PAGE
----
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Mary’s month of May. Mother of Jesus, Model of Mothers


Mary & Jesus wsMANILA – In the US of A, the month of May is significant in that it is Older Americans Month, and I have written about it to help senior citizens celebrate (see my "US, Unhappy Seniors!? Citizens & The Real Generation Gap," Age of Discovery! I even suggested an Older Filipinos Month.

After that, Neneng, a long-distance friend and mother, made me realize that May is more important than just being for exalting Mothers on the 8th, than just bringing honor to the older adults by recognizing their achievements as well as their health needs for all of 31 days. "Please write about mothers," she said. What could I say? I was not a Marian as the National Hero Jose Rizal was (see my "Charice dreams. Knights of Rizal Pablo Trillana III believes, I act?" Creattitudes, Was there anything new to say about an old topic? Then I thought about Mary as Mother.

For sure, in the Philippines, when we think of May, we think of the Flowers of May, Flores de Mayo, and associate these with Mary the Virgin Mother. Indeed, one of the many titles of the Virgin Mary is "Model of Mothers." Now then, more than the 8th of May as Mother’s Day, more than all senior citizens combined, the whole of May is the Merry Month of Mary, Mother of Jesus the Christ, who suffered under Pontius Pilate and was crucified because he would not worship or bow to the Roman gods. Mary the Mother suffered when Jesus the Son suffered; she suffered even more when he was nailed on the cross and left to die there, slowly – and she was watching, helplessly.

We are just beginning to look at Mother Mary as the Model of Mothers.

When the angel Gabriel told the Virgin Mary she was going to conceive and give birth to a son, her faith in God was being tested. The whole story is told in Luke 1: 26-45 (NRSV Catholic Edition). "How can this be, since I am a virgin?" And the angel told her in no uncertain terms: "The Holy Spirit will come upon you, and the power of the Most High will overshadow you; therefore, the child to be born will be holy; he will be called Son of God." Which was okay, really, but this was a stranger telling a young girl that according to the will of God she was going to bear a child without as much as even a hint of a love affair, and she and the messenger had just met! This was a woman being told she was going to conceive in her womb a son without the need of a man. Not humanly possible. Yet Mary said, "Here am I, the servant of the Lord; let it be with me according to your word." Here I am Lord, seed me!

If you were the young girl, what would you have done? What would you have said? You probably would have thought, what’s his name again? Gabriel was crazy, insane, a megalomaniac. Not Mary. Mary was already a model even before she was a mother.

At this point, I have this insight: If Mary were a Filipino and she lived in one of the slums of Metro Manila, today her poverty-conscious President Noynoy Aquino along with the gentlemen who believe in him, knowing that she is betrothed to Joseph and marriage is in her mind, and thinking that the Filipinos are multiplying too fast for the economy to catch up, and that he would approve of 2 becoming 1 but not 2 becoming 11, would tell her, "Go forth and do not multiply!" For more on the Multiplication Fable, also known as the Malthusian Theory, see my "Noynoy’s RH Bill. Couples for Christ & Frank’s Parable of the Talents," 25 March 2011, American Chronicle. Fable, I said – you know, where the animals speak as if they were people! In response, what would have Mary said? "Be it done unto me according to the Lord." God bless your Mary, gentlemen!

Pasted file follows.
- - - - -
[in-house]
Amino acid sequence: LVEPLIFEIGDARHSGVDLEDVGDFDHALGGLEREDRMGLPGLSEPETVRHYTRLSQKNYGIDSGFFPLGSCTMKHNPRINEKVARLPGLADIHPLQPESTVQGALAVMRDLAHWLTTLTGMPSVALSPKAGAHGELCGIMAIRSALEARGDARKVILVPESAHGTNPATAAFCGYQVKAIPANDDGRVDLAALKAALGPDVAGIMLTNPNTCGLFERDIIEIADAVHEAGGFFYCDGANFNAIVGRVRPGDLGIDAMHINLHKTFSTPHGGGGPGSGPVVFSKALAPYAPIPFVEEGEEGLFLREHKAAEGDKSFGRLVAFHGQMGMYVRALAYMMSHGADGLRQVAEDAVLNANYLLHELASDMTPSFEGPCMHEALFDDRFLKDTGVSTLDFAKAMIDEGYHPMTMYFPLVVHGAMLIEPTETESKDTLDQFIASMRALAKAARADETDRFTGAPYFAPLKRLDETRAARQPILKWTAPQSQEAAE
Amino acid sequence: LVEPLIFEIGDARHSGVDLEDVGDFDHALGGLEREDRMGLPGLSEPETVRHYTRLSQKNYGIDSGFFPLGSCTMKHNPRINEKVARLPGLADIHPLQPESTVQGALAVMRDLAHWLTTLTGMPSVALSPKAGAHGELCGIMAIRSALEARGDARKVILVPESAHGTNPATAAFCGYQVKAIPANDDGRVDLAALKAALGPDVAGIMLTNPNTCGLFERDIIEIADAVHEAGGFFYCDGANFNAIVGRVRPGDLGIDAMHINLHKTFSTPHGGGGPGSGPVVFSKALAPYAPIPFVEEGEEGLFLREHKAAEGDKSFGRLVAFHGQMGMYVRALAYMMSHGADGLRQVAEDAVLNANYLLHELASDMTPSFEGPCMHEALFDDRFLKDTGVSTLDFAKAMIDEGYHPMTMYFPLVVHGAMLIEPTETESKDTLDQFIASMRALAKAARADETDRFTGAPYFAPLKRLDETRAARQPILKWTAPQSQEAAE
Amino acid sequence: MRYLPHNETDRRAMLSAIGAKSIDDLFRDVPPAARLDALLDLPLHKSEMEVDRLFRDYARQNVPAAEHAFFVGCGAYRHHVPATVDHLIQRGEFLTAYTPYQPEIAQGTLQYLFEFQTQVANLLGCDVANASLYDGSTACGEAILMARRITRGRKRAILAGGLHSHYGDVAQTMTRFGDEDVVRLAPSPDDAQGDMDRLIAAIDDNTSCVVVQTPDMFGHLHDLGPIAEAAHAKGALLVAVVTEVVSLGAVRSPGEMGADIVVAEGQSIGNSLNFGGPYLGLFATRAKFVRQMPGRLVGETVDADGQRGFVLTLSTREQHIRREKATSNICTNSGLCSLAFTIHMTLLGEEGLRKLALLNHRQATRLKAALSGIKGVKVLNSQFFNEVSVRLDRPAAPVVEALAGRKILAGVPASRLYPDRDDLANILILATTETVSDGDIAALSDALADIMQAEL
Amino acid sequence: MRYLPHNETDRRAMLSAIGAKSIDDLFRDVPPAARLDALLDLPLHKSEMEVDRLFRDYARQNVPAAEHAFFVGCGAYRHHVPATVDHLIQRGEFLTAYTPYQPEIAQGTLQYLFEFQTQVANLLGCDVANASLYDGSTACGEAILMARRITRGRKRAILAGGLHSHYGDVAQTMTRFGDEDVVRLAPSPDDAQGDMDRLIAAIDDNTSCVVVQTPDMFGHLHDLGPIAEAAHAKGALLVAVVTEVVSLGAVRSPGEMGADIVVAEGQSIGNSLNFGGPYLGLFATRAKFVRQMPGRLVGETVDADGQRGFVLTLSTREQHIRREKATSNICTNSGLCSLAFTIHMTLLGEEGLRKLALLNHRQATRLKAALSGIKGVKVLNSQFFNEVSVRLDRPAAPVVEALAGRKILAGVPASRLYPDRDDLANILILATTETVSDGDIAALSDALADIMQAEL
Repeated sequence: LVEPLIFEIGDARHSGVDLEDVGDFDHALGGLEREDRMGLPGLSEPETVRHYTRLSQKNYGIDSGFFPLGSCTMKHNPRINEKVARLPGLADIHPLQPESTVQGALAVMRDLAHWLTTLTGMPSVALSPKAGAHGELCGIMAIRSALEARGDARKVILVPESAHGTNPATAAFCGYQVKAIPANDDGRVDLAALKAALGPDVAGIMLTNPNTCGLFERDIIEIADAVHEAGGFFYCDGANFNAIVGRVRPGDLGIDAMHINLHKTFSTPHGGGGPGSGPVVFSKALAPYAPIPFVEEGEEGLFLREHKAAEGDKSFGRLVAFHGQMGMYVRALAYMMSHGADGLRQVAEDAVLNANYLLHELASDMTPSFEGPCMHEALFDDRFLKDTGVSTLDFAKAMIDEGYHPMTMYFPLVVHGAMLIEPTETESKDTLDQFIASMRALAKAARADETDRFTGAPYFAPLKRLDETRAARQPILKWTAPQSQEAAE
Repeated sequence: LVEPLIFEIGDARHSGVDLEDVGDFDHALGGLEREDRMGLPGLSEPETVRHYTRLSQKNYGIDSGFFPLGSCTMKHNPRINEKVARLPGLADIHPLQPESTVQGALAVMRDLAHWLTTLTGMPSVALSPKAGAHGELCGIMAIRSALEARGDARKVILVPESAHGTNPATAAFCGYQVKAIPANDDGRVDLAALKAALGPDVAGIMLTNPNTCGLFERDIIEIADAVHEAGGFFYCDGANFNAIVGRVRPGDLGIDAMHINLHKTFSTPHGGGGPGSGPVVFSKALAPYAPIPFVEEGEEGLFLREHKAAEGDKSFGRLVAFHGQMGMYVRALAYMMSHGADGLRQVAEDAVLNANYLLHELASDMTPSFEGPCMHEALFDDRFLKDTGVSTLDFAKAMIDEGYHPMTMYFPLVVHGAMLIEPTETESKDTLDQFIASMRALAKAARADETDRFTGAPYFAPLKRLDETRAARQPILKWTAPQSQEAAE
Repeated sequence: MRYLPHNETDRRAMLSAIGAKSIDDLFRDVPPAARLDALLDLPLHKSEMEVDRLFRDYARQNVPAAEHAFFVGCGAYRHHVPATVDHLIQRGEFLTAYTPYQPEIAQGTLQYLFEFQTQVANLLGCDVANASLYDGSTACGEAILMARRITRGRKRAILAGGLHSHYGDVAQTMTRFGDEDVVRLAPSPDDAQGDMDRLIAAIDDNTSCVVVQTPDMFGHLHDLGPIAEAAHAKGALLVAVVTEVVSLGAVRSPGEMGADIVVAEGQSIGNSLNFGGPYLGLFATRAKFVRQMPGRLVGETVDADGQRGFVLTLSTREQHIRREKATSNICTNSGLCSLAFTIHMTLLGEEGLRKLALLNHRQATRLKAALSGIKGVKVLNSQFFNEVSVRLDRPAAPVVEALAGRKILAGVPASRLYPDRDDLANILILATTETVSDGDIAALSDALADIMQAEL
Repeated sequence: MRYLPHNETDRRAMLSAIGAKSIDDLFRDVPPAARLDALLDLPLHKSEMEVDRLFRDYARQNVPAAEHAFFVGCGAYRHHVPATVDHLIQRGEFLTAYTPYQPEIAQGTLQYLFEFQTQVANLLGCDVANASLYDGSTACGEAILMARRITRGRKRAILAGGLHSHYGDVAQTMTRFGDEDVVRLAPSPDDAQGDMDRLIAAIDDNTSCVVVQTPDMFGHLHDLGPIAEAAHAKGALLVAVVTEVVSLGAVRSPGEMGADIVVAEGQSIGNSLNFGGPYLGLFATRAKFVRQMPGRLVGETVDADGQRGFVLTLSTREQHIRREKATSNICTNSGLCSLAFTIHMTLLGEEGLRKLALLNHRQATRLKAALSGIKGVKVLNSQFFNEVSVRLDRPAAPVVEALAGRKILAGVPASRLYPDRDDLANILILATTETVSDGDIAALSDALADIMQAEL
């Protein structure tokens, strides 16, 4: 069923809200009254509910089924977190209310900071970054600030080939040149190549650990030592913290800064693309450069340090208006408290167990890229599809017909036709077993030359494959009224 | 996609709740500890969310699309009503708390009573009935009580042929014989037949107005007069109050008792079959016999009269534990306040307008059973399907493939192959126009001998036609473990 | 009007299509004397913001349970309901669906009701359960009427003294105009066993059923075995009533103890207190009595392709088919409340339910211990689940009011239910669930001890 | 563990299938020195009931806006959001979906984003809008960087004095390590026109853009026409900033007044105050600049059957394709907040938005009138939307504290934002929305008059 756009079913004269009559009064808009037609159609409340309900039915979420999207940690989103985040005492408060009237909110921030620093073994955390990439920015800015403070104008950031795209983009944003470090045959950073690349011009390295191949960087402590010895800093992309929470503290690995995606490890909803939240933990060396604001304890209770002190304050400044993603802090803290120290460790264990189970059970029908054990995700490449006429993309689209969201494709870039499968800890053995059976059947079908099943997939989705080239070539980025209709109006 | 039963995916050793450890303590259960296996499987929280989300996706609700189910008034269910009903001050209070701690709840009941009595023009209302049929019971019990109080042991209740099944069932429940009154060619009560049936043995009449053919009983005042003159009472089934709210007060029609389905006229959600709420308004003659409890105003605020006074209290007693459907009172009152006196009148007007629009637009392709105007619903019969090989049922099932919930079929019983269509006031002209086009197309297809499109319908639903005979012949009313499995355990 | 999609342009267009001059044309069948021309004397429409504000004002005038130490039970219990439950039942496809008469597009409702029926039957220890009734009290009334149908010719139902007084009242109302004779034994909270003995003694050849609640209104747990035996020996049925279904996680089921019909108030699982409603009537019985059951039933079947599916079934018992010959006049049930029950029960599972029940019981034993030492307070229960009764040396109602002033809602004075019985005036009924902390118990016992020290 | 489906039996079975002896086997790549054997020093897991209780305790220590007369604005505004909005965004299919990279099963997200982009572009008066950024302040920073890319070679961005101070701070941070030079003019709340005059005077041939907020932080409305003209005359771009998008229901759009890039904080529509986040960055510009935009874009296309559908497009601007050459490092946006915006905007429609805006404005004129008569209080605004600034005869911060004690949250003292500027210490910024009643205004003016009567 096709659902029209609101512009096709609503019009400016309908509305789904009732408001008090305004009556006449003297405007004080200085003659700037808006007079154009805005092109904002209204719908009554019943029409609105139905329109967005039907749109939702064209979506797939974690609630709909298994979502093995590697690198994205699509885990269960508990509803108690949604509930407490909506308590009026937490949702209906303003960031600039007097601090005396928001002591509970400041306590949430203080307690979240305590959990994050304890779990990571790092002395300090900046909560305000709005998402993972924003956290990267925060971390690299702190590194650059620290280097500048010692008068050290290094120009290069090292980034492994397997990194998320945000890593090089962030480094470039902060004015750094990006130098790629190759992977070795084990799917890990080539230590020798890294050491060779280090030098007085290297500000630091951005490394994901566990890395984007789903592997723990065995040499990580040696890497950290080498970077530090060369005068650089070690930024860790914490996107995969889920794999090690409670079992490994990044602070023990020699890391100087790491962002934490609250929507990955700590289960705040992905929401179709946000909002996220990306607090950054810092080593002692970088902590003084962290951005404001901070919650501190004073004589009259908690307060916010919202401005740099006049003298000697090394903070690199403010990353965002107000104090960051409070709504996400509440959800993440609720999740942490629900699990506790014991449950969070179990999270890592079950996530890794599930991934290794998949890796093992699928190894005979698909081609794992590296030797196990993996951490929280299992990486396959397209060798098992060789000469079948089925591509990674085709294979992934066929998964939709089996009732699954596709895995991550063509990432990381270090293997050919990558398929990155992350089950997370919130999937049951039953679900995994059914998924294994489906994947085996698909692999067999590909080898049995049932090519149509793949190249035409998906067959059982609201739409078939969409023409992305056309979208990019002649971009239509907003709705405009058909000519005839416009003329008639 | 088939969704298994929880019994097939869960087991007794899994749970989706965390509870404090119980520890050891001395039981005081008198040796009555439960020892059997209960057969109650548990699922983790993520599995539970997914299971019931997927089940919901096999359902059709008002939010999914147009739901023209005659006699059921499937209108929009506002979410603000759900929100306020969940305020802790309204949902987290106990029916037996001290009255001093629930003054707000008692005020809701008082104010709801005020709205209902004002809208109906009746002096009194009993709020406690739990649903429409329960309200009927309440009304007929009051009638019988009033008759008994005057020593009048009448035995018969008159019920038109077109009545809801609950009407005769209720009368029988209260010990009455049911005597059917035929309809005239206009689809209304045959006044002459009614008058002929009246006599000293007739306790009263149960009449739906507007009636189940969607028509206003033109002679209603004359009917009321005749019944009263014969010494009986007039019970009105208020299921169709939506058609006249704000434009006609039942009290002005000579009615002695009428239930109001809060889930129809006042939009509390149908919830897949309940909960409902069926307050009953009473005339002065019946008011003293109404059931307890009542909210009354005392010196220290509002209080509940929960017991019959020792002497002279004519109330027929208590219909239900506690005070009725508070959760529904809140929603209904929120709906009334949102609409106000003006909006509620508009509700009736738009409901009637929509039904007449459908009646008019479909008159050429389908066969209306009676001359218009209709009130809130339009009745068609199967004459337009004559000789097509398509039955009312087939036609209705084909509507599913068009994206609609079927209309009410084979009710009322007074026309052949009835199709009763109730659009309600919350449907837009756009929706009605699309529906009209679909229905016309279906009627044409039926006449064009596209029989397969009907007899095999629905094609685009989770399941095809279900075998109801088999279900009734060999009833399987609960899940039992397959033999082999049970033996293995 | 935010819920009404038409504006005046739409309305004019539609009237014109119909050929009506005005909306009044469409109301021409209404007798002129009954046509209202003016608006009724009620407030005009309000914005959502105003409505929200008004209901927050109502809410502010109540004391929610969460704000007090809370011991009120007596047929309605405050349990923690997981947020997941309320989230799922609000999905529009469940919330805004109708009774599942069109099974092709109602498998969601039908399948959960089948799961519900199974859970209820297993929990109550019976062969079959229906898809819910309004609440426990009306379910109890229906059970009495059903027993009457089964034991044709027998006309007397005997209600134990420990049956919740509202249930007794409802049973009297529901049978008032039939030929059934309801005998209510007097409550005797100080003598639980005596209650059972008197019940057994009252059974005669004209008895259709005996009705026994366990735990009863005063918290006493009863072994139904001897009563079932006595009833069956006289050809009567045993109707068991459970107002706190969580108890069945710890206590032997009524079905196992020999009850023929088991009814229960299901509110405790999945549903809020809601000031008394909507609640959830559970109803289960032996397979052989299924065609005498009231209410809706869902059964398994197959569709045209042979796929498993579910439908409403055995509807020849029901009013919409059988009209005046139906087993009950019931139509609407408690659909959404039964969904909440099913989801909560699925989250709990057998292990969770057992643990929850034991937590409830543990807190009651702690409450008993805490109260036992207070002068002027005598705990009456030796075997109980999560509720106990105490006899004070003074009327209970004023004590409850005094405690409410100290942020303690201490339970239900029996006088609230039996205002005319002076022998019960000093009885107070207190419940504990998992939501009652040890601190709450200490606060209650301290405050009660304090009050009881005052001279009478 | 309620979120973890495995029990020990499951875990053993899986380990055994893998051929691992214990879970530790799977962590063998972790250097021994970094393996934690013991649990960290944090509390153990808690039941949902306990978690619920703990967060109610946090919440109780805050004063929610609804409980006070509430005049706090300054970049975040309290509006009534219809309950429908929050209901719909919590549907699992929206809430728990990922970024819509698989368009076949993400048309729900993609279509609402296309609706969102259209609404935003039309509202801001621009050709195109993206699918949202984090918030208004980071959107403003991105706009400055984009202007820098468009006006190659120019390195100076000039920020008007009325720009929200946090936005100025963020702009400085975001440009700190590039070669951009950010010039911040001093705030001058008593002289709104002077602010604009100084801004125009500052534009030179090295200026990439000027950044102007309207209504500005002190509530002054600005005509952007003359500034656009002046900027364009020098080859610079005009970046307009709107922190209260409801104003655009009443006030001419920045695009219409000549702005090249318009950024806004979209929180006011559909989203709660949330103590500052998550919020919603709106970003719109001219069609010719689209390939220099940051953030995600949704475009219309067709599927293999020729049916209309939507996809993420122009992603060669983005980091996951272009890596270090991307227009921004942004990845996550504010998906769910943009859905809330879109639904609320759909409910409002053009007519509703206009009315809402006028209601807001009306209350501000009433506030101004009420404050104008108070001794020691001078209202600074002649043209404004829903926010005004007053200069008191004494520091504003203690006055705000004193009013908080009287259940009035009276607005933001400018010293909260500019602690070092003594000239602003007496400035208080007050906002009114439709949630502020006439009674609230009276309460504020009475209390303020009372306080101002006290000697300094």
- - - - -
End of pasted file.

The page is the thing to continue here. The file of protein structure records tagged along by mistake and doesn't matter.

The willing student and would-be Mother was being instructed as well as informed by God:

And you will name him Jesus. He will be great, and will be called the Son of the Most High, and the Lord God will give to him the throne of his ancestor David. He will reign over the house of Jacob forever, and of his kingdom there will be no end.

Mary had no way of knowing whether what the angel told her was true. She could have chosen to not believe, but she chose to believe. Blessed are those that have not seen and yet have believed!

Accepting the word of the angel as gospel truth, nevertheless Mary was disturbed. She had to talk to someone, confide in her what news the angel had brought to her. She visited her relative Elizabeth in a hilly town of Judea. When Mary greeted Elizabeth who herself was pregnant by God’s grace, the child in her womb leaped for joy. At that point, the Holy Spirit filled Elizabeth and she exclaimed, "Blessed are you among women, and blessed is the fruit of your womb." A lesson for mothers: Each mother should feel blessed with each fruit of her womb.

If Mary was an unexpectant mother, so was Elizabeth. She and her husband Zechariah, a priest, had been childless for years, as she was barren. Nevertheless, they had been praying for a child. When the angel appeared to Zechariah, "he was terrified; and fear overwhelmed him" (Luke 1: 12). He lost the power of speech. Zechariah’s faith was like Joseph’s – reluctant. Elizabeth’s faith was like Mary’s: accepting. Elizabeth was old and barren but, at least in this instance, there was a male parent to unite with a female parent!

We now have 2 role models for a mother. Mary, young, innocent, with her full trust in God. Elizabeth, old, barren, with her whole faith in the Lord. God helps all mothers who have faith in God and in themselves.

When Elizabeth’s son was going to be baptized, the neighbors and relatives wanted the child named after his father, but she said no, he was going to be called John. Although infirmed, Zechariah confirmed the choice of name by writing it out. Mother knows better.